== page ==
I’m just taking him at his word. Is there something wrong with that? To the extent that my criticisms of Clark are applicable to Cheung, I don’t need to trudge through all his own material. He’s the one who set the bar for me. But now he wants to raise the bar.
<< Mr. H interacts with only this short blog entry as if I have presented my main or even entire case against empiricism there… >>
No, I interacted with that particular blog entry since that particular blog entry was in response to what I had written. It is eminently reasonable for my to respond to his response to me.
But that hardly commits me to responding to everything else he has written which was not in response to me. After all, it’s not as if Cheung has responded to everything I’ve written which was not in response to him.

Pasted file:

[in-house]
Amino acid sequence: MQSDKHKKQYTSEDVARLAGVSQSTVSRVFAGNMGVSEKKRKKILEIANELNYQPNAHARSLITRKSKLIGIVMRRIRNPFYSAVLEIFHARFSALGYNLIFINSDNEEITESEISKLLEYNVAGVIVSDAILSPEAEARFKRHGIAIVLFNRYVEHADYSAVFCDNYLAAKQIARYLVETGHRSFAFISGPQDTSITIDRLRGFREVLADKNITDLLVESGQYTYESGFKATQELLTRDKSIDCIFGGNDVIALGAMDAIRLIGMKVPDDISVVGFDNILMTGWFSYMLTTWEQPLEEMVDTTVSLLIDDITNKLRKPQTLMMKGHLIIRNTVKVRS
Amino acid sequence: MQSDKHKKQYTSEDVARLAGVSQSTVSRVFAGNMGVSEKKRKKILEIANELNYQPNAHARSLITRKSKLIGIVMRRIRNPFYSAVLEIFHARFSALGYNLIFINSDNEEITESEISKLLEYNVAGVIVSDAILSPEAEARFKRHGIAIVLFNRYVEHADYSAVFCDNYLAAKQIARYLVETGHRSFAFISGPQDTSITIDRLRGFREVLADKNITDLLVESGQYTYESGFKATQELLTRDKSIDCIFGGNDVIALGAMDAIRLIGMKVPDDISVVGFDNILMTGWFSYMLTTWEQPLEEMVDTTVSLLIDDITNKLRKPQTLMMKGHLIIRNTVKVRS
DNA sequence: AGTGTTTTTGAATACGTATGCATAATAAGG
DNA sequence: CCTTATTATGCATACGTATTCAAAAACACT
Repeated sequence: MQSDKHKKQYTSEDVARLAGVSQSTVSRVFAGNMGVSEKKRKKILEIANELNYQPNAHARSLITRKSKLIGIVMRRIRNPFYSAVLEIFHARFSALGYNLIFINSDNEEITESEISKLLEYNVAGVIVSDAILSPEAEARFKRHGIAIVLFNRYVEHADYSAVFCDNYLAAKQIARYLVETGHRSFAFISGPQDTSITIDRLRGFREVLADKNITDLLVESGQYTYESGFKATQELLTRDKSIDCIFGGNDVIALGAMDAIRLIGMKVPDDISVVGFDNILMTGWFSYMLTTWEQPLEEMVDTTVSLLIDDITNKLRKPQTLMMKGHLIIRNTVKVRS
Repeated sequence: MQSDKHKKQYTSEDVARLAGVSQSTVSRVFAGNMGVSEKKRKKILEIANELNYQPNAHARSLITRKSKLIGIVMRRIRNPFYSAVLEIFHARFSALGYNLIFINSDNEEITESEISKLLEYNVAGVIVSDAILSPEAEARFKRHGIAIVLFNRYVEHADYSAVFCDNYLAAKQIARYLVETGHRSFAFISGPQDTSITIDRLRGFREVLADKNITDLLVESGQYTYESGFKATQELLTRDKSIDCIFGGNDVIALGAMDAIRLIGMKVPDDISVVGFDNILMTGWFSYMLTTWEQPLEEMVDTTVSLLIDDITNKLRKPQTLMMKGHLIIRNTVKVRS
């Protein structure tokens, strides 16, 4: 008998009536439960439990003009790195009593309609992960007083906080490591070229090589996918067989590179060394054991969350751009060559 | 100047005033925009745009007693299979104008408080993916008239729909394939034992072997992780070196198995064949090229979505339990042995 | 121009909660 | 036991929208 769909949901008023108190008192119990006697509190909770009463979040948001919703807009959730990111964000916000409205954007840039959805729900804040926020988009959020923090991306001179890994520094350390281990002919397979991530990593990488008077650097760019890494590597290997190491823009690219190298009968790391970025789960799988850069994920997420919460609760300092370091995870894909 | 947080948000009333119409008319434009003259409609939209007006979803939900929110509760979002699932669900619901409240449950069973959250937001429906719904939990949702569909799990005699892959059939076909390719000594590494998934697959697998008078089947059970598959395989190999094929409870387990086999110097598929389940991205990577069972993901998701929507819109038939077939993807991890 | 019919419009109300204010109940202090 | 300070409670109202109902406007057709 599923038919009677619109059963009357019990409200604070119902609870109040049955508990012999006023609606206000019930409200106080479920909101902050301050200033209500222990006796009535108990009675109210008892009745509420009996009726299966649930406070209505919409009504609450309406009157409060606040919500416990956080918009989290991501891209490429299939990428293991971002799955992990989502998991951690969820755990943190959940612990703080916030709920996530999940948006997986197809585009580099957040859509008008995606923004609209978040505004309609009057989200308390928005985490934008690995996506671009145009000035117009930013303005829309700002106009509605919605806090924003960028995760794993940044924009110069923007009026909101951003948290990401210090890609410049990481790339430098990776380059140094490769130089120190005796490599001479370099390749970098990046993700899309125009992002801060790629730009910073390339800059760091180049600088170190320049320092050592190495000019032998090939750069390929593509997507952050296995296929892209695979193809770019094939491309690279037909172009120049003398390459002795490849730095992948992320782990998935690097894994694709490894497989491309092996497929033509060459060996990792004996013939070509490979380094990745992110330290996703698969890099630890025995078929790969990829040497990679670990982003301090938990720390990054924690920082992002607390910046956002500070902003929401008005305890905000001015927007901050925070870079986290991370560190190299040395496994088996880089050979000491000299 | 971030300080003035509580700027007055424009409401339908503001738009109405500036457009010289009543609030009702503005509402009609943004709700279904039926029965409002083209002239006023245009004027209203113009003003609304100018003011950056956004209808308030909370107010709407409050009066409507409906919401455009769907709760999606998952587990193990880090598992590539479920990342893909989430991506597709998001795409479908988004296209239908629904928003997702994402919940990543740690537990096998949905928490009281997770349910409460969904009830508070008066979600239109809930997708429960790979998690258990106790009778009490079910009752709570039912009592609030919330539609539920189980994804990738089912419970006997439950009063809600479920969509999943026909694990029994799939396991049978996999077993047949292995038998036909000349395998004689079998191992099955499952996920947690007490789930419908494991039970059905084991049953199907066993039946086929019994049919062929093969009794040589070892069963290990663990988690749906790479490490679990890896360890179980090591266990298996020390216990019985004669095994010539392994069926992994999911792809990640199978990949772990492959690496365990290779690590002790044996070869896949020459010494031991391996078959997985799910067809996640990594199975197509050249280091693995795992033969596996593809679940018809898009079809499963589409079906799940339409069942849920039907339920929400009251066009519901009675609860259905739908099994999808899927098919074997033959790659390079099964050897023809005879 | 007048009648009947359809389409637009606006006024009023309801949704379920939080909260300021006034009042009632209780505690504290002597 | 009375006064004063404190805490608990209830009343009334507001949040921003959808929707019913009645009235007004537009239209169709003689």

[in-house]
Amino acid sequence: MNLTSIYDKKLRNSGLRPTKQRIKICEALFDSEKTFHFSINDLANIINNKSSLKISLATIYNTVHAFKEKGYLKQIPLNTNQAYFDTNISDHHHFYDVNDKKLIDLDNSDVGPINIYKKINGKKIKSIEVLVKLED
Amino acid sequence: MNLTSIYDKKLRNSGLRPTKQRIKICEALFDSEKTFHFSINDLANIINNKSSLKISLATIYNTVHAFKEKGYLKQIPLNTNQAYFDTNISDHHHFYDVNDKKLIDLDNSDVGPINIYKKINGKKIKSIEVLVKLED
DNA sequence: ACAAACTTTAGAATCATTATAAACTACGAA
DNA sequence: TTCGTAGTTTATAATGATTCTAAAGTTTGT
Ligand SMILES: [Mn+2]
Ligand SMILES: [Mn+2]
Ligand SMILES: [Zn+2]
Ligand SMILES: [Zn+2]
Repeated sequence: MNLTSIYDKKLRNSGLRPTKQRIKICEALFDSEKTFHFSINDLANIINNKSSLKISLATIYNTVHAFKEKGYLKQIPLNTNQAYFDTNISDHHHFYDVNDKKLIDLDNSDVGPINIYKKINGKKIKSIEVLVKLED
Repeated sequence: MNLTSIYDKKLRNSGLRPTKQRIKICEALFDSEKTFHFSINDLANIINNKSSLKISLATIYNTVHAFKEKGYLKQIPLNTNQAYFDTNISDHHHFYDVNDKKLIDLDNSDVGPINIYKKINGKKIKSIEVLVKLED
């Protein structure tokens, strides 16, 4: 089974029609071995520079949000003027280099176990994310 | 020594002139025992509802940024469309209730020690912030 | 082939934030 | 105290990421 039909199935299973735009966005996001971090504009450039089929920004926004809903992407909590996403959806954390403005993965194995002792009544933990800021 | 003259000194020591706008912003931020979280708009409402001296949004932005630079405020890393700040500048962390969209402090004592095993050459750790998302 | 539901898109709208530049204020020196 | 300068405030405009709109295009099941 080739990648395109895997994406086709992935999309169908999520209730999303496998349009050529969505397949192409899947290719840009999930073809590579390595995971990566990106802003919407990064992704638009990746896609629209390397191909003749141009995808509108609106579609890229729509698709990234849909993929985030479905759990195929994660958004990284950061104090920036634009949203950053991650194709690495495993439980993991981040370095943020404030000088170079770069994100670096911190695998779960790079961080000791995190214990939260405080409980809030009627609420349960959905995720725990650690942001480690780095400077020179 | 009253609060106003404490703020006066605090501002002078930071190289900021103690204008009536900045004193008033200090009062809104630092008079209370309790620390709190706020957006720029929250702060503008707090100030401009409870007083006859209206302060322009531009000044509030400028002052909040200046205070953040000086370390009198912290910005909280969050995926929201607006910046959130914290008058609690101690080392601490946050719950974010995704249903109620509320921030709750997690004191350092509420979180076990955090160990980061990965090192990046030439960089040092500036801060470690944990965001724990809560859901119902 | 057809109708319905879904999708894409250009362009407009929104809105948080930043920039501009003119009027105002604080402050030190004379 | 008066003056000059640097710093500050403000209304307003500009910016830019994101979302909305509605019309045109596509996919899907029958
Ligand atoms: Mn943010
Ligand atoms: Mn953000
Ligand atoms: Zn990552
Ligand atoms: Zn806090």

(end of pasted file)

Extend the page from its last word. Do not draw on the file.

For that matter, Cheung hasn’t even bothered to respond in detail to what I have written with him in mind--and written in response to what he wrote in response to me. So I'm still well ahead of him. He’s the one who’s falling behind, here—not me.
<< I pretty much dislike going back and forth with anybody (except in friendly conversation with my wife)…
But if I am not careful, this will begin the very back and forth deal that I wish to avoid, and that I really have no time for.
I am able to convince anyone only by the sheer rigorous rationality and precise biblical exegesis of my arguments.
Again, I have no problem in answering something that is new, something that I have never addressed, and my readers would testify that I never resort to evasive maneuvers, nor do I need to. >>